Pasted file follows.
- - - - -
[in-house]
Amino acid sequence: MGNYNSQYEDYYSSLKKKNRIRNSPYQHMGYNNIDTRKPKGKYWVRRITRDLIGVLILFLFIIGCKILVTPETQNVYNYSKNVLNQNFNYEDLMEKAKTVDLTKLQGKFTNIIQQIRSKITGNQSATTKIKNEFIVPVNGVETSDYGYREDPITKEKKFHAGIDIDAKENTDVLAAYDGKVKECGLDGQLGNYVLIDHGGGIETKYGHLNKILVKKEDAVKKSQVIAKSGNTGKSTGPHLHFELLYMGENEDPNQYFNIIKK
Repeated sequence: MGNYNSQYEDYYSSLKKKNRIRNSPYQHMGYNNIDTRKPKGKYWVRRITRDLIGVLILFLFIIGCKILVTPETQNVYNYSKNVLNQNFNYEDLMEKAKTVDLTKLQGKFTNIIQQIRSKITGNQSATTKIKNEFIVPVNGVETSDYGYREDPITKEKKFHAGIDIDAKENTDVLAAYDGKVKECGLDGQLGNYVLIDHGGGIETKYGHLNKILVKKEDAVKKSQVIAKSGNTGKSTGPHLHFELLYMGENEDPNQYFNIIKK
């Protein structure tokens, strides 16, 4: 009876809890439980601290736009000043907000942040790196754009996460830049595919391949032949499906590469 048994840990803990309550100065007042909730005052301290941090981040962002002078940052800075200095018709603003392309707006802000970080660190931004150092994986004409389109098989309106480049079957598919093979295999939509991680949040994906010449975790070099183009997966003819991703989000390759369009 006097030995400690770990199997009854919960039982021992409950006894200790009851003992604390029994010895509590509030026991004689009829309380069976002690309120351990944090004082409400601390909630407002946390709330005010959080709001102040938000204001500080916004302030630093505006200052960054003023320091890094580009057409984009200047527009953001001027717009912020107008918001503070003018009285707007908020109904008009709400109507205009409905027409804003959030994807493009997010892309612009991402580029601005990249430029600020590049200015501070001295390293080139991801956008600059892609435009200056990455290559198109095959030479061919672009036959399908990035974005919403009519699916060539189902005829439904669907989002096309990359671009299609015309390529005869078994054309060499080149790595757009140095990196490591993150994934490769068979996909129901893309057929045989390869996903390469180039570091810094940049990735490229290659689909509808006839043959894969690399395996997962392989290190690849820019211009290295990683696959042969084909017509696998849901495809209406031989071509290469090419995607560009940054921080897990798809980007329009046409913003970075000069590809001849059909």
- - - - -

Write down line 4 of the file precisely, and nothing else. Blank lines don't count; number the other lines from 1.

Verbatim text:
């Protein structure tokens, strides 16, 4: 009876809890439980601290736009000043907000942040790196754009996460830049595919391949032949499906590469 048994840990803990309550100065007042909730005052301290941090981040962002002078940052800075200095018709603003392309707006802000970080660190931004150092994986004409389109098989309106480049079957598919093979295999939509991680949040994906010449975790070099183009997966003819991703989000390759369009 006097030995400690770990199997009854919960039982021992409950006894200790009851003992604390029994010895509590509030026991004689009829309380069976002690309120351990944090004082409400601390909630407002946390709330005010959080709001102040938000204001500080916004302030630093505006200052960054003023320091890094580009057409984009200047527009953001001027717009912020107008918001503070003018009285707007908020109904008009709400109507205009409905027409804003959030994807493009997010892309612009991402580029601005990249430029600020590049200015501070001295390293080139991801956008600059892609435009200056990455290559198109095959030479061919672009036959399908990035974005919403009519699916060539189902005829439904669907989002096309990359671009299609015309390529005869078994054309060499080149790595757009140095990196490591993150994934490769068979996909129901893309057929045989390869996903390469180039570091810094940049990735490229290659689909509808006839043959894969690399395996997962392989290190690849820019211009290295990683696959042969084909017509696998849901495809209406031989071509290469090419995607560009940054921080897990798809980007329009046409913003970075000069590809001849059909």